Published: February 16, 2016
Review And Photos By Andrea Valluzzo
MIAMI BEACH, FLA. — Befitting Miami’s cosmopolitan nature, a contingent of 215 international dealers from 30 countries were right at home as they settled in at the Miami Beach Convention Center during the January 28–February 1 run of the 55th annual Original Miami Beach Antique Show.
Featuring nearly 1,000 exhibitors, the show had quite a global flavor. Dealers from London routinely make the trek stateside and are commonplace at major antiques and art fairs in New York and other big cities, but this show boasted a handful of dealers from Argentina as well as dealers hailing from Brazil, the Czech Republic, France, Italy and even Nepal.
The show filled Halls C and D at the center as well as a smaller ballroom housing about 100 jewelry dealers, and the ongoing construction in Halls A and B didn’t affect this year’s show. Planned renovations, however, will force the convention center to close for a few months early next year. US Antique Shows is thus moving the show out of Miami Beach and into the city of Miami, where it will take place at the Miami-Dade County Fair Expo Center two weeks later than normal next year, February 10–13.
“With such a storied history, it is regrettable that 2017 will be the first time in which we will not call Miami Beach home,” said Dan Darby, vice president and group show director for US Antique Shows, adding that after researching many venues in southern Florida, they are excited about this new venue and believe visitors and dealers will be also.
The show performed well in its most recent edition, with the gate holding steady and increasing a few percentage points. More notably, next year’s edition is already 80 percent rebooked from its dealer list.
The show began in 1961 under show promoter DS Clarke, with just 200 booths, little signage and no carpeting. As Miami was a popular winter destination, the show grew over the years and was bought in 1982 by glass collector and antiques collector/author Ray Grover and Miami antiques dealer Lou Baron. Under their management, the “Beach Show” as it came to be known, saw a second exhibition hall open in 1987 to accommodate more dealers. In 2010, the show added another 100 dealers in what is known as the Jewelry Ballroom.
Besides the international flavor of the show, it was also notable for the showstoppers that dealers had saved for this show, which were placed strategically throughout. During set-up Wednesday, many people were talking about “the eagle,” which was a larger-than-life bronze eagle sculpture with outstretched wings in the booth of Eduardo Cohen of Miami Beach.
A purple rhinoceros head attracted much attention at Ineke Peskin, Beverly Hills, Calif., where it was prominently mounted in the center of the back wall, while a palace-sized Chinese covered vase or urn with dragon handles and dragon finials (it was likely around 7 feet tall, including the stand, as it was taller than the booth walls) was a standout at Altair-Norwood, Norwood, Mass.
Another rarity seen here was one of only ten known Walter Dorwin Teague “Nocturne” radios for Sparton, 1936, offered by Deco Days Gone By, Prague, Czech Republic. Six of these radios are in museum collections. The Deco masterpiece of glass in the “midnight blue” hue, debuted at the New York Radio Exposition in the fall of 1935. It was described as “the ultimate icon of modernity, one dramatically ahead of its time” by Alastair Duncan in his book Modernism (1988).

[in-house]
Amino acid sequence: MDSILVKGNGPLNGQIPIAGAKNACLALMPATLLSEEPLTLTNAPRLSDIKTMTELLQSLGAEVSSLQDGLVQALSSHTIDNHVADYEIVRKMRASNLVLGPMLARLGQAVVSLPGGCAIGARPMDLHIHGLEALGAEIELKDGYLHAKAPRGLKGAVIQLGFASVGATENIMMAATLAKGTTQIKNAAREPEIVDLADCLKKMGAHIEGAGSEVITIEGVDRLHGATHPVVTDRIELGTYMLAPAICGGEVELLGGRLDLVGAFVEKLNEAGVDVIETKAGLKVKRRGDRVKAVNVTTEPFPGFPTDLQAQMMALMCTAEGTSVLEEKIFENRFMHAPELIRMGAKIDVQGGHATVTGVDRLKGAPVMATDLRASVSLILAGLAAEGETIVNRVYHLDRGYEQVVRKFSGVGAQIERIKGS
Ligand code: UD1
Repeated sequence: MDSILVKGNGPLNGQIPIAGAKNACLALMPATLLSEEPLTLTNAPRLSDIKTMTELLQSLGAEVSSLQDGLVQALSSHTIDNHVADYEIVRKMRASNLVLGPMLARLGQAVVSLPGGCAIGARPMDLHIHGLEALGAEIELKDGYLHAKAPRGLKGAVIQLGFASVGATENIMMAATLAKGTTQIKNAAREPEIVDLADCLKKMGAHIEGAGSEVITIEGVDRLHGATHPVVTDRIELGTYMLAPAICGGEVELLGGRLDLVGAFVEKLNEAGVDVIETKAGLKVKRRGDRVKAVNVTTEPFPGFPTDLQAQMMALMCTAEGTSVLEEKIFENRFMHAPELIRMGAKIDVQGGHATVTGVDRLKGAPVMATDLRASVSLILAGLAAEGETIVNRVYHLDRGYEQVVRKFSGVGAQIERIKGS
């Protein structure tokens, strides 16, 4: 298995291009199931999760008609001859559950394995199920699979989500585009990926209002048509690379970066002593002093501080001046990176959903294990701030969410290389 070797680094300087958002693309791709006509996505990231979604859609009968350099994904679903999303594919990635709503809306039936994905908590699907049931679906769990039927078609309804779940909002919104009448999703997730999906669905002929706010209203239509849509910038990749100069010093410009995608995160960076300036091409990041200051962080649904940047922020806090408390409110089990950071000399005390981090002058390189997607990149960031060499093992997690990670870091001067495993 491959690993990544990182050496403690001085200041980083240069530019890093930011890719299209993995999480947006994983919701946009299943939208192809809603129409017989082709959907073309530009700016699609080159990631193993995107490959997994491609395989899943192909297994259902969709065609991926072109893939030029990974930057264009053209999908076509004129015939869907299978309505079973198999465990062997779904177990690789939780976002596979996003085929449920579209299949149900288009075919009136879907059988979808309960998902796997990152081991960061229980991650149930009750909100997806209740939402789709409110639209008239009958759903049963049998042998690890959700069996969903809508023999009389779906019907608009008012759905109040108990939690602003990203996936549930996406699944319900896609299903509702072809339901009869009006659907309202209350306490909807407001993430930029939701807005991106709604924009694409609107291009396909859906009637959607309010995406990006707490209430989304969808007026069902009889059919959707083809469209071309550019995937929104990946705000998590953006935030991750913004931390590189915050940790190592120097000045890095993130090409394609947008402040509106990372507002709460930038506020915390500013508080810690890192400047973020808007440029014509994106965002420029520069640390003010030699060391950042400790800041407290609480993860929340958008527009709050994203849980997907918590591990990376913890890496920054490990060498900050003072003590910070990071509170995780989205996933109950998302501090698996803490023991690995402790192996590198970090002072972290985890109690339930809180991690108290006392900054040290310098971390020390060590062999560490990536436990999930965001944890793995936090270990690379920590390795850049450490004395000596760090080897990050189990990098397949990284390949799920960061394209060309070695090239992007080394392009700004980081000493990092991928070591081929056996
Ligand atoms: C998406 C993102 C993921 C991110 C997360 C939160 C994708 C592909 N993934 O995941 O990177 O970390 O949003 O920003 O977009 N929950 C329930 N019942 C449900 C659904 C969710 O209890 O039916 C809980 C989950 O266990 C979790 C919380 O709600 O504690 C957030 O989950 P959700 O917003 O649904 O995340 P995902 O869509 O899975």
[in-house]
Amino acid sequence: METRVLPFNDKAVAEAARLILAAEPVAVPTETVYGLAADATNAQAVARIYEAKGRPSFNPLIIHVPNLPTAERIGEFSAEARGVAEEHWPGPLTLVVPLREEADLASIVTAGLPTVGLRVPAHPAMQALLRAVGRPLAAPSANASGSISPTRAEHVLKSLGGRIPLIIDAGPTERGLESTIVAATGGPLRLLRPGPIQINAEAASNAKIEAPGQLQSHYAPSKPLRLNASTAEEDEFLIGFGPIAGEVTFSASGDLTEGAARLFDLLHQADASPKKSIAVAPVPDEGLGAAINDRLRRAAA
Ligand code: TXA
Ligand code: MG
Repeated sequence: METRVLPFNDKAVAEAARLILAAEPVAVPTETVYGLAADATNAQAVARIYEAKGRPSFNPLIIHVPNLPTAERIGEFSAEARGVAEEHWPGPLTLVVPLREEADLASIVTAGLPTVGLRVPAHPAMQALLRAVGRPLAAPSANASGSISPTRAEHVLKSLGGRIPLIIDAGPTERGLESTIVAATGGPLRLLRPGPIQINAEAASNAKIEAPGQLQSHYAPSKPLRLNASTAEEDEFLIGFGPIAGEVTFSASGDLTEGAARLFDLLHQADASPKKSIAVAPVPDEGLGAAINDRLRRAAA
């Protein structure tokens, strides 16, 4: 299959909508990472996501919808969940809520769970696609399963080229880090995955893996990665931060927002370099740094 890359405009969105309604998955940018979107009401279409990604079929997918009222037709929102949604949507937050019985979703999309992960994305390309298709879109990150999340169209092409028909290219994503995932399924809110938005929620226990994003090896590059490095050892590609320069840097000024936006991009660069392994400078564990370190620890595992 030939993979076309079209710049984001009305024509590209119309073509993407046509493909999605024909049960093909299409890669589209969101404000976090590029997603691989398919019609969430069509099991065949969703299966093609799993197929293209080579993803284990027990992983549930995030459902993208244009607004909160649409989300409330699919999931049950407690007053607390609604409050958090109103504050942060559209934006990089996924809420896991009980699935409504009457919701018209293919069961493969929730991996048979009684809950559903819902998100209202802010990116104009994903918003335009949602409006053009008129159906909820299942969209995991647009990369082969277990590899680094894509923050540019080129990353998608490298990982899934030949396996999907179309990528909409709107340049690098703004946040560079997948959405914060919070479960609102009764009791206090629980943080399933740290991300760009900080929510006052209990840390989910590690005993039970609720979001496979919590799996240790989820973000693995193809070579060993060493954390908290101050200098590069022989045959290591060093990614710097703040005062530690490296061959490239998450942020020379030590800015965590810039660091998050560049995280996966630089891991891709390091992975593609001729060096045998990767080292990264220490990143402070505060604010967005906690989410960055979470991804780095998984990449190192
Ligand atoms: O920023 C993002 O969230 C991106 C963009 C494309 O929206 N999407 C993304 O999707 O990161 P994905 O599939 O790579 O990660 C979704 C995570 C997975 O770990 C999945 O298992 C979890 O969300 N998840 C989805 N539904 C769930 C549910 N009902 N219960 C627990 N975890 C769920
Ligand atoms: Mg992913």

Owing to Miami’s strong Art Deco architecture tradition (the Deco hotels along Ocean Avenue in South Beach are worth a visit), Deco items were plentiful at the show. Musee Deco LLC, Riverdale, N.Y., featured several cases of cold-painted bronze and ivory figures of women by Demetre Chiparus; and New York City-based dealer European Decorative Arts, which specializes in European ivory, had a pair of 1930s Rosenthal, German, flamenco dancer figures on offer.
European Decorative Arts was one of a cadre of 20 dealers having exhibit space at the Manhattan Art & Antiques Center that headed south to this show. Fellow dealers at the center included Robert Lloyd, whose lobster figure/business card holder was a hit and Meissen purveyors Bella Antiques and Alexander’s Antiques balanced fine art and covered porcelain vases with ornate furniture practically dripping with gilt.
Tiffany specialist Ophir Gallery, Englewood, N.J., created a stunning and warm booth, filled with gorgeous Tiffany table lamps, while Bonacolta Gallery, Fort Lee, N.J., featured several signed Handel lamps in its booth, including a boudoir lamp in a butterfly and rose egg design and an artistic lamp vividly painted with a blue macaw.
Other pieces included French artist Gustave Loiseau’s “Pontoise, le Coteau de l’Ermitage,” oil on canvas, on offer in the low six figures at Gladwell & Patterson, London; a French dore bronze neoclassical clock, signed Graux-Marly Paris, 34½ inches tall from Antique Elements, Roslyn, N.Y. From McMillan Fine Prints, New York City, was a signed, people-filled etching by renowned printmaker Jacques Callot titled “Vue de Pont Neuf.” Paris’ “New Bridge,” which was completed in 1607, shown in its entirety in this work while the foreground emphasizes the Tour de Nesle and the associated Hotel de Nesle.
The show was well laid out and though the halls were large and the dealer list a tad overwhelming, there were benches on which to rest and consider purchases, as well as a food court in which to recharge oneself. On opening day, Imagination Unlimited, Miami Beach, set out a tray of homemade chocolate chip cookies in its booth. The cookies were just right — soft in the middle with buttery-crisp edges — for customers to sustain themselves as they trekked up and down the many aisles.
For additional information, www.originalmiamibeachantiqueshow.com or 239-732-6642.
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